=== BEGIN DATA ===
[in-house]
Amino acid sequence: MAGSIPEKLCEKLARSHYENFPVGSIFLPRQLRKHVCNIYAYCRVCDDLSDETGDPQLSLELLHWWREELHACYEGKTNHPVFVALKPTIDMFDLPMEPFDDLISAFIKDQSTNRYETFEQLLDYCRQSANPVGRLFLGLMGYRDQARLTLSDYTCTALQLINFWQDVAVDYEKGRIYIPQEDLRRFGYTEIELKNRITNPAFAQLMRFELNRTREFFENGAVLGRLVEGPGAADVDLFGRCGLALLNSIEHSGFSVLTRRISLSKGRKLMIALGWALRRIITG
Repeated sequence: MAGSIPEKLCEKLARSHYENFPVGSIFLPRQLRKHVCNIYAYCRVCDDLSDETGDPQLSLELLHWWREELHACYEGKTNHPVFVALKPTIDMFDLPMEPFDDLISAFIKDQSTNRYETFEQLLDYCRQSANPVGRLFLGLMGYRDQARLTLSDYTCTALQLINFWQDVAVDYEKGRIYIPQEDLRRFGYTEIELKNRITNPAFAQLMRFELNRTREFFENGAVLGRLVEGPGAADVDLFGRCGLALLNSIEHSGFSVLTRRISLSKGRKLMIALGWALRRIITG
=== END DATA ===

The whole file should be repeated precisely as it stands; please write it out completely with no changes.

[in-house]
Amino acid sequence: MAGSIPEKLCEKLARSHYENFPVGSIFLPRQLRKHVCNIYAYCRVCDDLSDETGDPQLSLELLHWWREELHACYEGKTNHPVFVALKPTIDMFDLPMEPFDDLISAFIKDQSTNRYETFEQLLDYCRQSANPVGRLFLGLMGYRDQARLTLSDYTCTALQLINFWQDVAVDYEKGRIYIPQEDLRRFGYTEIELKNRITNPAFAQLMRFELNRTREFFENGAVLGRLVEGPGAADVDLFGRCGLALLNSIEHSGFSVLTRRISLSKGRKLMIALGWALRRIITG
Repeated sequence: MAGSIPEKLCEKLARSHYENFPVGSIFLPRQLRKHVCNIYAYCRVCDDLSDETGDPQLSLELLHWWREELHACYEGKTNHPVFVALKPTIDMFDLPMEPFDDLISAFIKDQSTNRYETFEQLLDYCRQSANPVGRLFLGLMGYRDQARLTLSDYTCTALQLINFWQDVAVDYEKGRIYIPQEDLRRFGYTEIELKNRITNPAFAQLMRFELNRTREFFENGAVLGRLVEGPGAADVDLFGRCGLALLNSIEHSGFSVLTRRISLSKGRKLMIALGWALRRIITG